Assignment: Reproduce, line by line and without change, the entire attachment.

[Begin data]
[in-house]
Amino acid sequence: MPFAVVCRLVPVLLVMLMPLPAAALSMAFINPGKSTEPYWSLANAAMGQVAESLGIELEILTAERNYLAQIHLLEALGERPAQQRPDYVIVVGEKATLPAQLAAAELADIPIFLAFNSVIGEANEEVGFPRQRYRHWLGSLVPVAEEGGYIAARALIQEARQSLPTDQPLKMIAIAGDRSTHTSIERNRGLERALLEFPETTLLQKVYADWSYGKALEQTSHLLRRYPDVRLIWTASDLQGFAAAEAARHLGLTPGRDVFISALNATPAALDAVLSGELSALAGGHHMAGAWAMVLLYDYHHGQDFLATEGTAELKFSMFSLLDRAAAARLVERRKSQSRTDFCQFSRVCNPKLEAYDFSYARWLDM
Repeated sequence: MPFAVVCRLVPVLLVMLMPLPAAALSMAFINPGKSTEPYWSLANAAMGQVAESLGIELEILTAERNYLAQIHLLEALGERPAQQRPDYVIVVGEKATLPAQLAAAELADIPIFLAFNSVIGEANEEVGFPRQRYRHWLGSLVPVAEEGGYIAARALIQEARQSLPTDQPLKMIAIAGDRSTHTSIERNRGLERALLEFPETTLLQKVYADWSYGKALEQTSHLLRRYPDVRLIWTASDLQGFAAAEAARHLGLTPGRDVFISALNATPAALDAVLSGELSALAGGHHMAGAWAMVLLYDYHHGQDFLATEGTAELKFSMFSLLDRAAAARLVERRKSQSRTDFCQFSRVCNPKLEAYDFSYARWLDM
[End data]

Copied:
[in-house]
Amino acid sequence: MPFAVVCRLVPVLLVMLMPLPAAALSMAFINPGKSTEPYWSLANAAMGQVAESLGIELEILTAERNYLAQIHLLEALGERPAQQRPDYVIVVGEKATLPAQLAAAELADIPIFLAFNSVIGEANEEVGFPRQRYRHWLGSLVPVAEEGGYIAARALIQEARQSLPTDQPLKMIAIAGDRSTHTSIERNRGLERALLEFPETTLLQKVYADWSYGKALEQTSHLLRRYPDVRLIWTASDLQGFAAAEAARHLGLTPGRDVFISALNATPAALDAVLSGELSALAGGHHMAGAWAMVLLYDYHHGQDFLATEGTAELKFSMFSLLDRAAAARLVERRKSQSRTDFCQFSRVCNPKLEAYDFSYARWLDM
Repeated sequence: MPFAVVCRLVPVLLVMLMPLPAAALSMAFINPGKSTEPYWSLANAAMGQVAESLGIELEILTAERNYLAQIHLLEALGERPAQQRPDYVIVVGEKATLPAQLAAAELADIPIFLAFNSVIGEANEEVGFPRQRYRHWLGSLVPVAEEGGYIAARALIQEARQSLPTDQPLKMIAIAGDRSTHTSIERNRGLERALLEFPETTLLQKVYADWSYGKALEQTSHLLRRYPDVRLIWTASDLQGFAAAEAARHLGLTPGRDVFISALNATPAALDAVLSGELSALAGGHHMAGAWAMVLLYDYHHGQDFLATEGTAELKFSMFSLLDRAAAARLVERRKSQSRTDFCQFSRVCNPKLEAYDFSYARWLDM